Arlington Transit could soon roll back some of its bus service on two different routes, with county officials arguing that ridership isn’t robust enough on the routes to justify keep them going.
County Manager Mark Schwartz is proposing the service reductions in his first draft of a new county budget for fiscal year 2020, which he forwarded on to the County Board for consideration last week.
The service cuts would primarily affect ART Route 53, running from the Ballston Metro up to the Chain Bridge Forest neighborhood in North Arlington and then down to East falls Church and Westover.
Schwartz is proposing eliminating midday service on that route, noting that it’s currently averaging about 7.4 riders per hour on buses along the route during the day — the bus service has a “minimum service standard” of 15 passengers per hour, according to documents forward along by Schwartz to the Board.
The manager is also calling for the elimination of rush-hour service to Westover on the route, as that section of the route is averaging just three riders per hour. Buses currently stop there near the intersection of Washington Blvd and Patrick Henry Drive.
Schwartz estimates that the changes would save the county about $244,000 each year, though staff also wrote that the elimination of that service “significantly impacts neighborhoods in the northernmost portion of the county that will lose all midday bus service.”
The buses currently provide service adjacent to five county elementary and middle schools north of Lee Highway, and staff estimate that the changes would leave the following neighborhoods without midday service:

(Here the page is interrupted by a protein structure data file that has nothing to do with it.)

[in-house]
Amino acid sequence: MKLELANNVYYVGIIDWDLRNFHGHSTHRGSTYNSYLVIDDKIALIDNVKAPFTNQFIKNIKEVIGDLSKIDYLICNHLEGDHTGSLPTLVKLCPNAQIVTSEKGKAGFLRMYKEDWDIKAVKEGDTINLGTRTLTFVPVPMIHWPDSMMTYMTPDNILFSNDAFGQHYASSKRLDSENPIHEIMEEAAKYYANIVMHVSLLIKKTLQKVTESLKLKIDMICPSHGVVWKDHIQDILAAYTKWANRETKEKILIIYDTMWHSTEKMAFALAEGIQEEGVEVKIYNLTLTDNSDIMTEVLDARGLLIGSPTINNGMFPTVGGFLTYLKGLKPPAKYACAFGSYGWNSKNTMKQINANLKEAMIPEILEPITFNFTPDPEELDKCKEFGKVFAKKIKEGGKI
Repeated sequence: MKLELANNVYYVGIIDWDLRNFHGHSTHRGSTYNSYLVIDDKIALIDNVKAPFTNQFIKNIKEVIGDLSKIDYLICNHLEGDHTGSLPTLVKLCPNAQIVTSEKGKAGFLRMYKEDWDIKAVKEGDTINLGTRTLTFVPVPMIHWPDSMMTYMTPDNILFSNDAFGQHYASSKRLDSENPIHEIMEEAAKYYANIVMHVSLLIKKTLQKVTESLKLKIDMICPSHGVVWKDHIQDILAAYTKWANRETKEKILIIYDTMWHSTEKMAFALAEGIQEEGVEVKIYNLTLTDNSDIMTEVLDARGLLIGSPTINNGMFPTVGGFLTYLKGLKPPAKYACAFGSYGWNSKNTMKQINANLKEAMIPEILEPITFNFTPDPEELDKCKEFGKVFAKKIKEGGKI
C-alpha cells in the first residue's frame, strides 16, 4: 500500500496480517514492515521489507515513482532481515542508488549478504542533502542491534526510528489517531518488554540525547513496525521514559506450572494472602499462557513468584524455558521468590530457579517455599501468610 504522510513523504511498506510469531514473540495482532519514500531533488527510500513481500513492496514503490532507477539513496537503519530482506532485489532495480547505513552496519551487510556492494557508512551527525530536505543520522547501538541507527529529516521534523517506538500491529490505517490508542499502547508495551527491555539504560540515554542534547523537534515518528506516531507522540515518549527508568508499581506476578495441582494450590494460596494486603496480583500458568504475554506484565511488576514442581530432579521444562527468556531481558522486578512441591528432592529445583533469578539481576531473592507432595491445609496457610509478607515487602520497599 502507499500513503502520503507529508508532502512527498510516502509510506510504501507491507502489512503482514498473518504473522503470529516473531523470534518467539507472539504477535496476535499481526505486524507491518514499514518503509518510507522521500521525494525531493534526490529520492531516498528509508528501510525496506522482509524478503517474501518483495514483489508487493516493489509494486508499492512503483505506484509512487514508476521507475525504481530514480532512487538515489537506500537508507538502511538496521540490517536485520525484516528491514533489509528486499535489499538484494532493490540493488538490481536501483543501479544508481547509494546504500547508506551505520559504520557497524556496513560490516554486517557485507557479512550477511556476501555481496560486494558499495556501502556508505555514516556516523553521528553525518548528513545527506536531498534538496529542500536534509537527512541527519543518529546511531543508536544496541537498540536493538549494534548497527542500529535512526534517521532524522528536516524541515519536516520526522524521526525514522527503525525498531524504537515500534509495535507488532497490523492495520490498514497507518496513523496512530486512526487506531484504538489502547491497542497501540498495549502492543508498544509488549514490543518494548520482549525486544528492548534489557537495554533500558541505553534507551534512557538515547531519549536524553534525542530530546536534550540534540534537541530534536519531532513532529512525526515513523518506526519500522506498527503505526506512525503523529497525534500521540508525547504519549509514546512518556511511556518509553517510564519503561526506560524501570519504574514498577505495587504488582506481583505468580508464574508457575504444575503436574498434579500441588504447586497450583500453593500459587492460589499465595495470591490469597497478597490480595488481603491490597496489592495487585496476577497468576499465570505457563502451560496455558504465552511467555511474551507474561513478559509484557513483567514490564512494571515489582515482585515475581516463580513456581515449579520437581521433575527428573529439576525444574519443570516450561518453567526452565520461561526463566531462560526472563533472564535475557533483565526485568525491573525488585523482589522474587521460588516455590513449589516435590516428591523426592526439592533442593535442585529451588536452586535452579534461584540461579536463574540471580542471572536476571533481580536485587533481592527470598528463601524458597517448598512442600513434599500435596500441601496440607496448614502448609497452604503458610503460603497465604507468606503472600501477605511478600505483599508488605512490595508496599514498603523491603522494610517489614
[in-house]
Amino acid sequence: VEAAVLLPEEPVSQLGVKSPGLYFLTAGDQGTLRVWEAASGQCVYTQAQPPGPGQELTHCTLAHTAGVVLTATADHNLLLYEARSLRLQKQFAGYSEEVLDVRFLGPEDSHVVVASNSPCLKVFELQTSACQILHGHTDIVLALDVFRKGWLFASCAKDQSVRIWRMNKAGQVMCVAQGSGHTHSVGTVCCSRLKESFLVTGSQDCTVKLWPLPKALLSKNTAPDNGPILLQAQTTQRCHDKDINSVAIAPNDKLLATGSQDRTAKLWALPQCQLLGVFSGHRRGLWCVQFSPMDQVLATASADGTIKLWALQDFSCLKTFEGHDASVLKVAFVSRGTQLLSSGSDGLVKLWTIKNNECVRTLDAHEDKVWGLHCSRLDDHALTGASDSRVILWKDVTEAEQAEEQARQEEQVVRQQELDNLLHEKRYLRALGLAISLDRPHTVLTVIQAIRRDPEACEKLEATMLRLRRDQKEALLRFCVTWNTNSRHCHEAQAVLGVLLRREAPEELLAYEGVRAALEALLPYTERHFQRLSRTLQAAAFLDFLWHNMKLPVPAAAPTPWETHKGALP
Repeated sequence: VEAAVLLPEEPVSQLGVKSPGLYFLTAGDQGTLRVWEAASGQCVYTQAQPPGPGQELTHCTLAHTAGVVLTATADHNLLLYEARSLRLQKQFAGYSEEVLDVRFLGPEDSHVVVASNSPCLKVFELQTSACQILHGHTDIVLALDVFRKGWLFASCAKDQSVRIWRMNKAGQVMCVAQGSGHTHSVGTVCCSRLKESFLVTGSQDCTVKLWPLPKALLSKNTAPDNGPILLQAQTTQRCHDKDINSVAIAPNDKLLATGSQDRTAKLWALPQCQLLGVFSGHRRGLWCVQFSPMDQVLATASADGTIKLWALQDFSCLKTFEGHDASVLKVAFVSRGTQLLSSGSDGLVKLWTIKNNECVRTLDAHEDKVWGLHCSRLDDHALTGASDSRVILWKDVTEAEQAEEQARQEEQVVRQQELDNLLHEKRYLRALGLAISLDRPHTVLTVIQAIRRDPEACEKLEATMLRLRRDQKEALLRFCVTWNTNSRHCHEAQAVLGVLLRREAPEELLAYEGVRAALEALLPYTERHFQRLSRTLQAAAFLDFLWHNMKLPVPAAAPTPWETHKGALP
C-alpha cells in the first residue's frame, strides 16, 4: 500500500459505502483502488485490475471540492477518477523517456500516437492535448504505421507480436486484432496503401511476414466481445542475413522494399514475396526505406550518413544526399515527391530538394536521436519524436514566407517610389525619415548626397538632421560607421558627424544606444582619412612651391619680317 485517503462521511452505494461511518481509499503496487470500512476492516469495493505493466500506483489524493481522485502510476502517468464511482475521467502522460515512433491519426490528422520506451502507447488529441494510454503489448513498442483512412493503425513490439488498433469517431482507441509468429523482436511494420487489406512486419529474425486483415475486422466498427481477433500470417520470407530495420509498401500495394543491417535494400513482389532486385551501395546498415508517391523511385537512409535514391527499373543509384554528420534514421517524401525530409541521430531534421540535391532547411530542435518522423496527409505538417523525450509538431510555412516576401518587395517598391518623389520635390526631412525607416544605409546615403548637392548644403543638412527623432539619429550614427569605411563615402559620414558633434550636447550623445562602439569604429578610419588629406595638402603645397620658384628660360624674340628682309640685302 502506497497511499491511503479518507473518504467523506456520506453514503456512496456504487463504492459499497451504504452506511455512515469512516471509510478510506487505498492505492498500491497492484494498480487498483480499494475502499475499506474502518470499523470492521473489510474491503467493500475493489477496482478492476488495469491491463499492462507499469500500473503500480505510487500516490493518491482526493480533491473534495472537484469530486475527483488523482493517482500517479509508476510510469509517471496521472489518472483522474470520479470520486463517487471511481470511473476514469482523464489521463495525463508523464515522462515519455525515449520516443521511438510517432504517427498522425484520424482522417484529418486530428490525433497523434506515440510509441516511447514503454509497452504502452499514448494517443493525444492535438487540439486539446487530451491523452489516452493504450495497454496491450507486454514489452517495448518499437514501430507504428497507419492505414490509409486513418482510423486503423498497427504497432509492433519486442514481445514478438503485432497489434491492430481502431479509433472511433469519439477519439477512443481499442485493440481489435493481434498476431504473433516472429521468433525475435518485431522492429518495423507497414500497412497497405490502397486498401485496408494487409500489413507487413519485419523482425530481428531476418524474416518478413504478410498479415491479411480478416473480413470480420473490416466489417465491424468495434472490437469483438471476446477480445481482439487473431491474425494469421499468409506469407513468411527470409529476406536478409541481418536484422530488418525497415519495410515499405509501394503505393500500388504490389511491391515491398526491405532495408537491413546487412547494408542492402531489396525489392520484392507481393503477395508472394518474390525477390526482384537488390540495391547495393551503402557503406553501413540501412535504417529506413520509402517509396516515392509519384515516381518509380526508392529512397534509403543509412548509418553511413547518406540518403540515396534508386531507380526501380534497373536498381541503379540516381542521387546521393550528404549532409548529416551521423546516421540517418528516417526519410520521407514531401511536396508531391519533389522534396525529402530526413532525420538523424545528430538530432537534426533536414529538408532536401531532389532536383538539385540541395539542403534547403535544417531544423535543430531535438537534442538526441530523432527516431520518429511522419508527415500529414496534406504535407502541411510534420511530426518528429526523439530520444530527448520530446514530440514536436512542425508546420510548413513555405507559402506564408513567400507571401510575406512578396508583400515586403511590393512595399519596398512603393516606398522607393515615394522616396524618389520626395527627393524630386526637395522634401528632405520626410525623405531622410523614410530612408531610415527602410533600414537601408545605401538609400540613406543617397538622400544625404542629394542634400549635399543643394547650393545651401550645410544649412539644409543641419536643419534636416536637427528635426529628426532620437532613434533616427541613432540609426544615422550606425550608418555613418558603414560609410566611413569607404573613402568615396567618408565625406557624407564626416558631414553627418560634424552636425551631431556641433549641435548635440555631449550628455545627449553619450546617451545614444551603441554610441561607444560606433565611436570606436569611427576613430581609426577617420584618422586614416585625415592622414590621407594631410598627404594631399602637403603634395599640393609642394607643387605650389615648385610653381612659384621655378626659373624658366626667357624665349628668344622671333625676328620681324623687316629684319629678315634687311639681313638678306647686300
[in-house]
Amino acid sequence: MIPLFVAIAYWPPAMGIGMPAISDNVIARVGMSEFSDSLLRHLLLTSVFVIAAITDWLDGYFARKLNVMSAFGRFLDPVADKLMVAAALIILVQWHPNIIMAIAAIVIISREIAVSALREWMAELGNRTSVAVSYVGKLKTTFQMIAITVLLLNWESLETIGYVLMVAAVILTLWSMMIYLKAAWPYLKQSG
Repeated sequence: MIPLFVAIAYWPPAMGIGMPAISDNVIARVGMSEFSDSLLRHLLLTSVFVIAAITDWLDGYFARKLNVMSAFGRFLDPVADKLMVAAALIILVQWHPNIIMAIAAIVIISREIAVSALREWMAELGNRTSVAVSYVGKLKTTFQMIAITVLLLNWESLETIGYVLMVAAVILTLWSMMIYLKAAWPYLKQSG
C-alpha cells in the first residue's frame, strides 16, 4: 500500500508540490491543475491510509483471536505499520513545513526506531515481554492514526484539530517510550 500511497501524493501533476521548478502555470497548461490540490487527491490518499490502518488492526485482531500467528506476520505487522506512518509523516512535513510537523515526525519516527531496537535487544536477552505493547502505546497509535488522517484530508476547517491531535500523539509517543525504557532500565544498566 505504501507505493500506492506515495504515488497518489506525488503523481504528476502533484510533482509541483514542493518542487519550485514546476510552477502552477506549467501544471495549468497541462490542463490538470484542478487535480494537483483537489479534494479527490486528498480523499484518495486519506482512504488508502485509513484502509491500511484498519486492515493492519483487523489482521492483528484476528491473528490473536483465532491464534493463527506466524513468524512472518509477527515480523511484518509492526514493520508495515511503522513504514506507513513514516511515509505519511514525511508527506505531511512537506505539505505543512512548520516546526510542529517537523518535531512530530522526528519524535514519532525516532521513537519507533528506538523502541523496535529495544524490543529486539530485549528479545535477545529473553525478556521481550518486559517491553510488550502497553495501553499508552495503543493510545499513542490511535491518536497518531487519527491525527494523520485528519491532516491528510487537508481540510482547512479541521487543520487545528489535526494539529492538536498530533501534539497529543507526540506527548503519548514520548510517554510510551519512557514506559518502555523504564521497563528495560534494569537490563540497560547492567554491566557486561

- N. Sycamore Street between 26th Street N. and Williamsburg Blvd
- Williamsburg Blvd between N. Sycamore Street and N. Glebe Road
- N. Glebe Road between Williamsburg Blvd and Military Road
- Military Road/Quincy Street between N. Glebe Road and Fairfax Drive
However, Schwartz does point out in his message to the Board that Metrobus routes 2A, 23B and 23T also partially cover the area, as do ART routes 52, 55 and 72.
He’s also proposing cutting weekend service along ART Route 43, which runs between Courthouse and Crystal City.
With an average of four riders per hour, Schwartz argues that it isn’t coming close to meeting ART’s minimum ridership numbers, though weekday service remains robust and would remain under his current plans. That move could save the county nearly $196,000 each year.
These latest service reductions would follow persistent ridership declines for the bus service, as part of a broader decline in bus ridership nationwide. Schwartz also proposed eliminating two ART bus routes last year, and the Board ultimately agreed to those reductions in a budget defined by some difficult spending cuts.
Schwartz is proposing a total of $5.2 million in cuts this year, paired with a tax increase, though he has not proposed the sort of drastic spending slashes he initially feared. The Board will spend the new few weeks tinkering with the spending plan, with plans to adopt the final budget (perhaps including the ART service cuts) in April.